Study Abroad and Exchanges



SEL3390 : A New Empire: Fiction and the Rise of Global Capitalism

Semester 1 Credit Value: 20
ECTS Credits: 10.0


The module aims to introduce students to a range of writing on Empire in a way which:

1. Investigates the relationship between Empire and literature from after the Second World War to the contemporary moment;

2. Explores Empire in its various territorial, ideological and psychological forms;

3. Evaluates the relationship between Empire and culture;

4. Situates writing on Empire within its socio-historical and ideological contexts;

5. Encourages a theoretical approach to the cultural output of the period.

Outline Of Syllabus

This module examines the concept of Empire and points of intersection between ideology, power and violence in Anglophone literature produced from the second half of the twentieth century to the contemporary moment. These three critical concerns (ideology, power and violence) underpin the module and structure the reading syllabus, with the seminar reading being clustered around each of the terms.

The module will begin by tracing the historical roots of Empire, outlining it as a concept from its origins in classical antiquity to the height of the nineteenth-century European colonial endeavour, by way of laying the ground for the latest formulation of Empire as a post-millenial global capitalist phenomenon. We will consider how, post-1945, Empire no longer denotes the colonisation of nations and territories but, following the psychoanalytic work of Sigmund Freud, begins to operate more subtly by shifting from exterior to interior and from physical to invisible landscapes. Through the reading on the module, we examine how the logic of Empire becomes internalised within the mindset of those who live under its rule and we will investigate whether it is possible to live beyond its ideological reach. We will ask who benefits from Empire, and who suffers under it.

Primary texts may include Ken Kesey's One Flew Over the Cuckoo's Nest (1962), Joan Didion's Play It As It Lays (1970), J.M. Coetzee's Disgrace (1999), Jhumpa Lahiri The Namesake (2003), Chimamanda Ngozi Adiche's Americanah (2012).

This module will be underpinned by the work of Michael Hardt and Antonio Negri and we will read short extracts from their seminal study of late capitalism, Empire (2000) as well as Arundhati Roy's An Ordinary Person's Guide to Empire (1998), alongside other short theoretical work concerned with the mapping of the intersection between culture, ideological and financial systems and Empire. We will also read the work of Nancy Fraser, Judith Butler, Frantz Fanon, Sigmund Freud, R.D. Laing, bell hooks, Edward Said, Fredric Jameson, Hannah Arendt, Michel Foucault, Pumla Gobodo-Madikizela, Theodor Adorno and Max Horkheimer, Louis Althusser and Slavoj Žižek.

Teaching Methods

Teaching Activities
Category Activity Number Length Student Hours Comment
Scheduled Learning And Teaching ActivitiesLecture121:0012:00N/A
Guided Independent StudyAssessment preparation and completion140:0040:00N/A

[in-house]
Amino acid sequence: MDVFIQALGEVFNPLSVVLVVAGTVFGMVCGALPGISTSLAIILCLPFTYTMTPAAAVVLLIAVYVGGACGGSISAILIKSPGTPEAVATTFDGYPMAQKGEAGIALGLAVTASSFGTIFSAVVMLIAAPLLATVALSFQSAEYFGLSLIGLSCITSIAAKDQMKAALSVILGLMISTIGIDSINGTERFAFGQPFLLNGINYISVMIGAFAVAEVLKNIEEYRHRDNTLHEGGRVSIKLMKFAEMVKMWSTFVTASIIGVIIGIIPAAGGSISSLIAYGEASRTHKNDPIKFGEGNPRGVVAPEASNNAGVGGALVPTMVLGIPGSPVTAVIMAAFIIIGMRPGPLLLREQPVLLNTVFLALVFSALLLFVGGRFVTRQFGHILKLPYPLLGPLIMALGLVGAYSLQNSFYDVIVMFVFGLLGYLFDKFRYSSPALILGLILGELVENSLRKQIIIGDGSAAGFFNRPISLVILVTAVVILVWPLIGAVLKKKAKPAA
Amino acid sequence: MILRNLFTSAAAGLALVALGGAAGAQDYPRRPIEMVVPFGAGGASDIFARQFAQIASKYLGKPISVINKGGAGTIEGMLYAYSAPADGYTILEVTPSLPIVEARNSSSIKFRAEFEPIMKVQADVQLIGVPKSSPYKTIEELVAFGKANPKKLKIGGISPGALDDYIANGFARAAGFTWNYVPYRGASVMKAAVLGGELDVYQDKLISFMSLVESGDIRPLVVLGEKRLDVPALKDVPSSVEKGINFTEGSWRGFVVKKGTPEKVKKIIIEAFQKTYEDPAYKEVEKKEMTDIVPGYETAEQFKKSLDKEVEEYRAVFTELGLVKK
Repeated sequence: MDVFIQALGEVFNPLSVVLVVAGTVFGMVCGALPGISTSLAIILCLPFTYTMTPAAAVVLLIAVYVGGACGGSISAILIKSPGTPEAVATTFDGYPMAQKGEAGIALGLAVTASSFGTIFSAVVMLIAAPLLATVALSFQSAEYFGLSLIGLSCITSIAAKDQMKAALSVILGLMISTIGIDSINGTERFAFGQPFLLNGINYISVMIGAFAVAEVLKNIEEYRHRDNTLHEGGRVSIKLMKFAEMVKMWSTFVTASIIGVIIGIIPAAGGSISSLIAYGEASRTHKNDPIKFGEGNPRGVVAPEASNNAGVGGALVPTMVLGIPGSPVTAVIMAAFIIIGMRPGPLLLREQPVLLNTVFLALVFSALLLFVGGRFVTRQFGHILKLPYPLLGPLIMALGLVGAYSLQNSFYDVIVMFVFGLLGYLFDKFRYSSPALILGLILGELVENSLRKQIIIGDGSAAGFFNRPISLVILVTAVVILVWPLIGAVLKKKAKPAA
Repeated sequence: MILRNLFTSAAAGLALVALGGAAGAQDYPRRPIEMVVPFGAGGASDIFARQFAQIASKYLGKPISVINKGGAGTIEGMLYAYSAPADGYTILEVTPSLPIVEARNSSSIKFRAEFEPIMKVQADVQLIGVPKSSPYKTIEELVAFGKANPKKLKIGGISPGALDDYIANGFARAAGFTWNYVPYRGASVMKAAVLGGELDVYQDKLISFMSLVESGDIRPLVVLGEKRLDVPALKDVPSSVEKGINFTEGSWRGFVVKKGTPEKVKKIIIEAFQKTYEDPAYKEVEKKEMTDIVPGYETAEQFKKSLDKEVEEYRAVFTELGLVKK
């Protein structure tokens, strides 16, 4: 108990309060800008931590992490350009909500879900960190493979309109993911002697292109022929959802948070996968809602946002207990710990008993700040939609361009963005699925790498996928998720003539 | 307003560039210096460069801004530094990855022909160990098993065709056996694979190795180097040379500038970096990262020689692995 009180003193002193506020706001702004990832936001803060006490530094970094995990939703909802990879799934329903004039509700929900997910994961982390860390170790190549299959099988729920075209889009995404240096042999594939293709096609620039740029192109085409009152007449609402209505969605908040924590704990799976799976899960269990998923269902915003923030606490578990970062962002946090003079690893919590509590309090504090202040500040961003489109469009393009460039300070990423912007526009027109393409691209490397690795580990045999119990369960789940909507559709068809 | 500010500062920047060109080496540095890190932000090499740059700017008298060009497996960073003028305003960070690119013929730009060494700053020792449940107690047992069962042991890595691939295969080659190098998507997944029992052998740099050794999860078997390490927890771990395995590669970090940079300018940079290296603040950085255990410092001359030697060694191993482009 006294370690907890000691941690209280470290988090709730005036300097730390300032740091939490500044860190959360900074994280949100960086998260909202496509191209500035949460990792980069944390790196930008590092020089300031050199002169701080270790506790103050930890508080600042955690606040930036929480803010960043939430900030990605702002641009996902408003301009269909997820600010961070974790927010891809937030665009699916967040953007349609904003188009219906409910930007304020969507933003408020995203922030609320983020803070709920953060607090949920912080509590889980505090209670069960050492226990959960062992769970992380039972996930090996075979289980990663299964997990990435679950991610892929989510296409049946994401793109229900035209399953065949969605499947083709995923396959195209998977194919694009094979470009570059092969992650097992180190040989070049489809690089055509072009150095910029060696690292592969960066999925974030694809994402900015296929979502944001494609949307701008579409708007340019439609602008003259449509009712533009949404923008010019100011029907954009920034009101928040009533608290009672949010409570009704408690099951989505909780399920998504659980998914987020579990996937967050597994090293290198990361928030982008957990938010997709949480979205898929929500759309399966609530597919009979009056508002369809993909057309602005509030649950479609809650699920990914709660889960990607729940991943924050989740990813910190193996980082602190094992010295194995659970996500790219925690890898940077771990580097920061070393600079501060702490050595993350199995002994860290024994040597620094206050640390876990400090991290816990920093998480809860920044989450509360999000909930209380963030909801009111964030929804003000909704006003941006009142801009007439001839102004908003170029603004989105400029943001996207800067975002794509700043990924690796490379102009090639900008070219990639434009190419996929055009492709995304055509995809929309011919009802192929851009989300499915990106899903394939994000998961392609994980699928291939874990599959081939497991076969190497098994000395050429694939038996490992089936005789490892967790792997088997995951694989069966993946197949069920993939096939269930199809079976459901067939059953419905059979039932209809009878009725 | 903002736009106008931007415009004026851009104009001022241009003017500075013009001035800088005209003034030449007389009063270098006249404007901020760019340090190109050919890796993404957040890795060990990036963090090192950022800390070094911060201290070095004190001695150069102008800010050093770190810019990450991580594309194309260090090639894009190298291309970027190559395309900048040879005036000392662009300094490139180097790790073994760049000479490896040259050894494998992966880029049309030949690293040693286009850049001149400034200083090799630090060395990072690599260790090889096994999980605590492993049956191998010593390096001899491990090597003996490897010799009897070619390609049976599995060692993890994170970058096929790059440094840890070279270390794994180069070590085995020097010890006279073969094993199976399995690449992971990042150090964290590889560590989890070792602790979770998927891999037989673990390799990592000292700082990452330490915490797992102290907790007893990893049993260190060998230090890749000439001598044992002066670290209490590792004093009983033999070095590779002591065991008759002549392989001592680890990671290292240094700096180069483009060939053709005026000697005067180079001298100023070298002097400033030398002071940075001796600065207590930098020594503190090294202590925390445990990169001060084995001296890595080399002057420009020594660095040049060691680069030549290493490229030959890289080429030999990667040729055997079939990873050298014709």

Guided Independent StudyDirected research and reading180:0080:00N/A
Scheduled Learning And Teaching ActivitiesSmall group teaching122:0024:00N/A
Guided Independent StudyStudent-led group activity121:0012:00N/A
Guided Independent StudyIndependent study132:0032:00N/A
Teaching Rationale And Relationship

The lectures will introduce the key concepts and terminology of the module. The lectures will perform the role of being a 'reading' of the relevant material in line with central theoretical concerns of the module, while simultaneously providing socio-historical context. This will provide those undertaking the course with a weekly template on possible ways to frame their writing in preparation for assessment.

The module will be underpinned by the work of several key thinkers who write on the historical development of Empire. We will spend the first part of the two-hour seminar discussing set secondary material and how it relates both to the relevant text, but also to the themes of the entire module. This will provide an opportunity to fully interrogate the secondary material and to further develop a theoretical language relevant for assessment.

Student-led study groups will be used to allow further discussion and research of the ideas governing the module. Groups will be assigned a relevant topic to discuss and research, individuals will then be asked to provide a short summary of the work undertaken to the rest of the class. This will provide both a springboard to discussion but also a further opportunity to become familiarised with the concepts and terminology required for assessment.

Assessment Methods

The format of resits will be determined by the Board of Examiners

Other Assessment
Description Semester When Set Percentage Comment
Essay1M401800 words
Essay1A602200 words
Assessment Rationale And Relationship

The in-course assessment will ask students to concentrate on one particular text studied in the first half of the module and will be focused on close reading.

The end-of-module assessment will ask students to write a comparative essay comparing two different texts.

Offering a mix of modes of assessments (close reading, comparative/contextual analysis and a reading of a single text) and ensuring good coverage of the texts on the module, the assessment will focus students upon detailed aspects of the material in terms that connect their ideas with the module’s broader thematic content.

Reading Lists